NYC Ballet Orchestra on the Verge of Strike! What’s Pushing World-Class Musicians to the Brink?

In a pivotal development, the musicians of the New York City Ballet (NYCB) orchestra have cast an “overwhelming” vote to authorize a potential strike. This action comes as negotiations with NYC Ballet Orchestra management for a new contract continue, with the possibility of a strike looming if discussions reach an impasse. Currently, the NYC Ballet Orchestra is scheduled to stage George Balanchine’s iconic production, “Jewels,” from September 19th to the 24th.

The musicians, represented by the American Federation of Musicians Local 802 (AFM), are seeking increased wages. They endured a 15 percent salary reduction when they returned to live performances after the COVID-19 pandemic. AFM alleges that despite ticket sales surpassing pre-pandemic levels, the musicians’ compensation has not been restored to its pre-pandemic standard nor adjusted for inflation.

Tino Gagliardi, President of AFM, emphasized the indispensable role played by these dedicated musicians in bringing live music to the NYCB’s celebrated dancers night after night. He asserted that they deserve a contract that upholds their dignity and ensures affordable healthcare for themselves and their families. Instead, they are being presented with an offer that falls short of the wages and benefits they merit, and they are being asked to make additional financial concessions—a situation Gagliardi deems insulting and unacceptable.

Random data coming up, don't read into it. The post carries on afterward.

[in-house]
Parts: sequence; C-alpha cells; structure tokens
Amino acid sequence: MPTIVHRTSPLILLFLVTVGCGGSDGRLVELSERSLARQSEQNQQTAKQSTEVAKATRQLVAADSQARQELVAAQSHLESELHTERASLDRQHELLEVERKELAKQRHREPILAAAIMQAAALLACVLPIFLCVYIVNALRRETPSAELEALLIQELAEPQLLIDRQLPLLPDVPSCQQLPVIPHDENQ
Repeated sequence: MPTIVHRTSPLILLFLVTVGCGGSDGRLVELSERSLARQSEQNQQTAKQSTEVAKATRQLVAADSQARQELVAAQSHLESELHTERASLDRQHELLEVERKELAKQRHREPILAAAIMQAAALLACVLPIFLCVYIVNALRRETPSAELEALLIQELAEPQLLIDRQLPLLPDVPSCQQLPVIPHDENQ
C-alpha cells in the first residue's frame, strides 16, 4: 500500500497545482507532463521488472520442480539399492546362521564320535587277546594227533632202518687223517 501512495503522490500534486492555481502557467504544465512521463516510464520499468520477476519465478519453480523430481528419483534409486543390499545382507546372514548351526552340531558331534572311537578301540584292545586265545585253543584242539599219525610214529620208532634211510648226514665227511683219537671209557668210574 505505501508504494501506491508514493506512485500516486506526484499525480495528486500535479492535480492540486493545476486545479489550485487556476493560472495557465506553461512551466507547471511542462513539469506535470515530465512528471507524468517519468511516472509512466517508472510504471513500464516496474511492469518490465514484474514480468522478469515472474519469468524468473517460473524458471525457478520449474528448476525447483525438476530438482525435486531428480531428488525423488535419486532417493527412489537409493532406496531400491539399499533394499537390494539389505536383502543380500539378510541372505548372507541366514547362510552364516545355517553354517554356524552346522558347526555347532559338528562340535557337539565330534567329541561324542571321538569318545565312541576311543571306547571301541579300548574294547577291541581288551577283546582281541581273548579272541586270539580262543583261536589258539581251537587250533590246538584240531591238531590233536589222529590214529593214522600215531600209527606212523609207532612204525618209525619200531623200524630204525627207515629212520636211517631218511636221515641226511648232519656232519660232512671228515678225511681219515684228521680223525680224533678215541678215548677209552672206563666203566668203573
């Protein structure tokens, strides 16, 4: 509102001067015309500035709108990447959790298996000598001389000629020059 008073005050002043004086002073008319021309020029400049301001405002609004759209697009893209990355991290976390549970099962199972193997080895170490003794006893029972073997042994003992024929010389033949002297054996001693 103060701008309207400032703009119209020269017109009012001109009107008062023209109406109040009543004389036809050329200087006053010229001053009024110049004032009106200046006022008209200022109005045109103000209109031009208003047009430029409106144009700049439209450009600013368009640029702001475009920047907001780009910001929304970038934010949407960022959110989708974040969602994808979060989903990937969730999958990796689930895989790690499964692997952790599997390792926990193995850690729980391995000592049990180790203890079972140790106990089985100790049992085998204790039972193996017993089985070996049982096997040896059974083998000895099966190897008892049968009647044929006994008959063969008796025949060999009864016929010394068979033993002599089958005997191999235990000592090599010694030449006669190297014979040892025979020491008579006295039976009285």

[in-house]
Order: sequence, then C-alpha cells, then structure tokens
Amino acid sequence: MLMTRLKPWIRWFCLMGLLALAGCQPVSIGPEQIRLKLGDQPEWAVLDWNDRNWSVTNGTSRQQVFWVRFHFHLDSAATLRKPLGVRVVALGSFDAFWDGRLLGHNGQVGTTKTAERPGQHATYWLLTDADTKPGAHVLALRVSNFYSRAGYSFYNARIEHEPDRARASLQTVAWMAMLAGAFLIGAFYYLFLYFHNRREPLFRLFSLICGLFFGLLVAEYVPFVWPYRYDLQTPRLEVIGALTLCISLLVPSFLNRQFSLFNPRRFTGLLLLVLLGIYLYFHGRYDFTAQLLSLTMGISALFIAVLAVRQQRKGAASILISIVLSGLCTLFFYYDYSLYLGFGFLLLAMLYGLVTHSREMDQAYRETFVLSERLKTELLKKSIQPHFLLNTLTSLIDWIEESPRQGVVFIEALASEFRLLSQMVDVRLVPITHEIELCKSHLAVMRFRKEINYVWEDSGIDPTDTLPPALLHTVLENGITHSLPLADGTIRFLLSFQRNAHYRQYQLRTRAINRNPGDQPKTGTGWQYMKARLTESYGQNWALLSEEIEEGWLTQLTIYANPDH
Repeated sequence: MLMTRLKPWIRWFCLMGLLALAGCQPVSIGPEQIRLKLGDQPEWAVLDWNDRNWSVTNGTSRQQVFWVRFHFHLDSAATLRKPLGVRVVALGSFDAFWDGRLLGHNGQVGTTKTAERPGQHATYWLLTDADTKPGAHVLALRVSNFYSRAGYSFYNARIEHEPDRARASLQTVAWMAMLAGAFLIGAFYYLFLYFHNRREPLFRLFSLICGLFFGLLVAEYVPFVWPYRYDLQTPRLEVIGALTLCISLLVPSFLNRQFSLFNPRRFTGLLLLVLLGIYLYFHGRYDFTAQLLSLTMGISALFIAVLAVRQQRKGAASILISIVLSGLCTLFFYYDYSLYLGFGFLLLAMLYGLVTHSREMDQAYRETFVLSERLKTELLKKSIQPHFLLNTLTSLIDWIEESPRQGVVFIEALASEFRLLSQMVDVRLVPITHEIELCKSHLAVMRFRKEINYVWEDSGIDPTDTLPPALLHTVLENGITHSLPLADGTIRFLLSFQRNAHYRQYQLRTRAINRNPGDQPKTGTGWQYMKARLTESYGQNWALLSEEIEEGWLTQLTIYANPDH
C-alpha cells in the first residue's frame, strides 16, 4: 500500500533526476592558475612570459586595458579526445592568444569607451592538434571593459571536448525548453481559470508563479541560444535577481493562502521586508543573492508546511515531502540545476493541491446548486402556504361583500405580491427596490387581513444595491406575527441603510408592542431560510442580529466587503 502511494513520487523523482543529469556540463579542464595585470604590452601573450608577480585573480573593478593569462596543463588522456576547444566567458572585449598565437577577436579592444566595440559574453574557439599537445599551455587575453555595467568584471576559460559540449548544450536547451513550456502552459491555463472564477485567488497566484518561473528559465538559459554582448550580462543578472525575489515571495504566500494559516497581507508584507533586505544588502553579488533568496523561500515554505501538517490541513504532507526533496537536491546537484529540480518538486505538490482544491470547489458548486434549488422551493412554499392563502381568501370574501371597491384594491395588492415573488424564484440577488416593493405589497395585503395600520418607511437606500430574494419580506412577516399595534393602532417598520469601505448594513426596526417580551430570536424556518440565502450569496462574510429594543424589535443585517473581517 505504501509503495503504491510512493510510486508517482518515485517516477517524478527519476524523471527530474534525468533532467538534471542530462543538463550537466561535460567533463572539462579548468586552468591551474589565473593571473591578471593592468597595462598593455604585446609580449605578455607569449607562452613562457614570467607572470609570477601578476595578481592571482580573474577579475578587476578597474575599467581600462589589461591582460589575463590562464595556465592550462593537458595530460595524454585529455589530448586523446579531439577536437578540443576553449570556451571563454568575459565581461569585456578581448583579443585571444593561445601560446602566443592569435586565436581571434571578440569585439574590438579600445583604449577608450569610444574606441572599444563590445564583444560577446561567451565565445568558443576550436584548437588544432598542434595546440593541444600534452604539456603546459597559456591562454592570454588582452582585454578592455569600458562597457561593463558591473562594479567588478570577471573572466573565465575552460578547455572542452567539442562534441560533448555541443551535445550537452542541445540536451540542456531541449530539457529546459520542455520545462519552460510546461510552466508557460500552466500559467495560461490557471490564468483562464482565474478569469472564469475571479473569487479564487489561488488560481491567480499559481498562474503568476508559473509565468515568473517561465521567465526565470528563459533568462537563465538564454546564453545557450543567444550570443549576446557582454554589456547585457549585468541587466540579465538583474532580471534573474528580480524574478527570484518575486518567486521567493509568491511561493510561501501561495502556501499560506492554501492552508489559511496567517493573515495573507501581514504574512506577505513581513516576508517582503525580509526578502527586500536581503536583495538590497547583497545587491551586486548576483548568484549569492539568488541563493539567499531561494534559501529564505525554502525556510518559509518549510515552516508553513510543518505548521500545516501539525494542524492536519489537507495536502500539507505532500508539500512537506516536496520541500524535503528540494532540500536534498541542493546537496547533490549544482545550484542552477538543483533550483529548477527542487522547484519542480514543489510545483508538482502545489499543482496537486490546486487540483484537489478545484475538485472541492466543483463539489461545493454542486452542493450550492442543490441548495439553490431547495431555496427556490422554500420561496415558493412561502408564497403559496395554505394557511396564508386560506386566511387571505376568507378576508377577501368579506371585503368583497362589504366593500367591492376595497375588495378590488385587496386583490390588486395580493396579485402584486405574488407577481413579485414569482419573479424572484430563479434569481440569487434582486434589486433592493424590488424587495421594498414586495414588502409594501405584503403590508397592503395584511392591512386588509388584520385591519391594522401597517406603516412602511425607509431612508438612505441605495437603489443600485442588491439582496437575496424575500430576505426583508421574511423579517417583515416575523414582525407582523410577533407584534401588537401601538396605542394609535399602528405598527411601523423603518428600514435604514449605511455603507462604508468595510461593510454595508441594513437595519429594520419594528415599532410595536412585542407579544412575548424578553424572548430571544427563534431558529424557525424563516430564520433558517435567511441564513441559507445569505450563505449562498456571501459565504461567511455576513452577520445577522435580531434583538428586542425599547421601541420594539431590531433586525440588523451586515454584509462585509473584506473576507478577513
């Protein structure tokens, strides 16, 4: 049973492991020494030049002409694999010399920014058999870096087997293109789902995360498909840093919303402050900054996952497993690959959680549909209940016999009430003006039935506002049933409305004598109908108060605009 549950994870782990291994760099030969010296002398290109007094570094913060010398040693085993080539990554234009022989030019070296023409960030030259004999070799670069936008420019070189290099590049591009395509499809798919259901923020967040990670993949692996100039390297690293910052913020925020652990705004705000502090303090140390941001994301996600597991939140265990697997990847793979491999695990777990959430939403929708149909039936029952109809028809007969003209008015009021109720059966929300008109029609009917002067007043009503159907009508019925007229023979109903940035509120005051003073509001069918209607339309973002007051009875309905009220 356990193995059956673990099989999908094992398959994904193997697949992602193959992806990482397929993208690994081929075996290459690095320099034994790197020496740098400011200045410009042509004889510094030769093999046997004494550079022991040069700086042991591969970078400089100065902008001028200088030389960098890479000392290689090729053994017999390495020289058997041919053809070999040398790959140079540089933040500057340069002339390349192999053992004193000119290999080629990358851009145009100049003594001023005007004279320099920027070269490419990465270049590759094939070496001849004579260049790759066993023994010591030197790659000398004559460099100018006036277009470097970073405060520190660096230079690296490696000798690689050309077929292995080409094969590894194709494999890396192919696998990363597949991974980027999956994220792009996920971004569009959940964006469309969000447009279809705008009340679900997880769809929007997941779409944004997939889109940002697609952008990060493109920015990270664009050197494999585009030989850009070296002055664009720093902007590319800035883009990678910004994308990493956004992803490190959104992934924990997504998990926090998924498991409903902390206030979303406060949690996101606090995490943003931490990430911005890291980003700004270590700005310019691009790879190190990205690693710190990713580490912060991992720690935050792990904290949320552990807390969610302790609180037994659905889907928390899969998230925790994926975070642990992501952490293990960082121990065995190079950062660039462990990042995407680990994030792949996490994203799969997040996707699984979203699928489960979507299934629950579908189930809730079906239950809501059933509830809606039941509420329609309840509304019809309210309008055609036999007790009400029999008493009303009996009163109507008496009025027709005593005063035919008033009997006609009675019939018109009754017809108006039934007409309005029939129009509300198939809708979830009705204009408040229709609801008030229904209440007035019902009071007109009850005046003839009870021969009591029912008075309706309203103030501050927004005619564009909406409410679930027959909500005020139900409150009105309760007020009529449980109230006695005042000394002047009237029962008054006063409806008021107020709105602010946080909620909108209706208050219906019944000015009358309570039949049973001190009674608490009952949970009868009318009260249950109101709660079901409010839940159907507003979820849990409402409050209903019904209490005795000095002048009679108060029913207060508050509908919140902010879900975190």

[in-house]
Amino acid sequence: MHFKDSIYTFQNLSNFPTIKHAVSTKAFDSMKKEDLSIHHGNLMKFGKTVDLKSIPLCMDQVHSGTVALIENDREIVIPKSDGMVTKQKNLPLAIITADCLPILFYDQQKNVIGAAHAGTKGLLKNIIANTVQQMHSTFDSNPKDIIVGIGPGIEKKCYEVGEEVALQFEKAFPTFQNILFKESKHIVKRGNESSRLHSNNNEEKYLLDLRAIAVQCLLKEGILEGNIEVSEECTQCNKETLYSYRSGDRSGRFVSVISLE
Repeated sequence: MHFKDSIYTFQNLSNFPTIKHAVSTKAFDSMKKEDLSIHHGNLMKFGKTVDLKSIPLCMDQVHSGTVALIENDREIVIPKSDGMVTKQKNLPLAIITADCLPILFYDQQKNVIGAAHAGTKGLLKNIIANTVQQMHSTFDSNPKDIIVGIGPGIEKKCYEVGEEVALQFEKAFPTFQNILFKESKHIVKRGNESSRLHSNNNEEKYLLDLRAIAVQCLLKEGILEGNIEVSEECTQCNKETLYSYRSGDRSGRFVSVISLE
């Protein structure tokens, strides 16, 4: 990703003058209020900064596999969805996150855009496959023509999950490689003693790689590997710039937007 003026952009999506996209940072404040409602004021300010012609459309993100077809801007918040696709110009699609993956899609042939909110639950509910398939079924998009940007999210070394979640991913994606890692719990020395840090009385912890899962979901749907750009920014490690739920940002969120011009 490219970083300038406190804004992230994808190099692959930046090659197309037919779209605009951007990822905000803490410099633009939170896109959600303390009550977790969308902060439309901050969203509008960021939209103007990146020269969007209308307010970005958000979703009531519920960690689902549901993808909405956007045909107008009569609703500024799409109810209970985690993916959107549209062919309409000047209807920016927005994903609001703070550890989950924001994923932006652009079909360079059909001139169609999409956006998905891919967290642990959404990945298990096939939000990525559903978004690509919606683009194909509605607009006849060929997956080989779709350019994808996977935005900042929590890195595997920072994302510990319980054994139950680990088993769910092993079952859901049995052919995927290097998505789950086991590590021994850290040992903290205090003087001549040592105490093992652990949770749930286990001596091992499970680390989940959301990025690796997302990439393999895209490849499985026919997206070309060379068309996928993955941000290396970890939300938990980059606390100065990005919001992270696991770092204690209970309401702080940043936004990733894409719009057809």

Sara Cutler, President of Local 802, echoed the sentiment and called on the NYCB to present a fair proposal that compensates musicians for the sacrifices they made during the pandemic and addresses the challenges posed by inflation. Cutler pledged unwavering support to these musicians in their quest for the recognition and respect they rightfully deserve.

This struggle is the latest in a series of battles for the musicians’ union. Earlier this year, the union clashed with the Broadway production “Here Lies Love” over plans to rely on pre-recorded tracks rather than a live orchestra. Ultimately, after last-minute negotiations, the production agreed to hire 12 union musicians for the musical’s finale. While a significant portion of the performance continues to use pre-recorded tracks, the agreement marked a significant win for the musicians’ union.

To garner support for NYCB orchestra musicians, AFM has launched a petition advocating for their cause, emphasizing the need for a just and equitable resolution to their contract negotiations.

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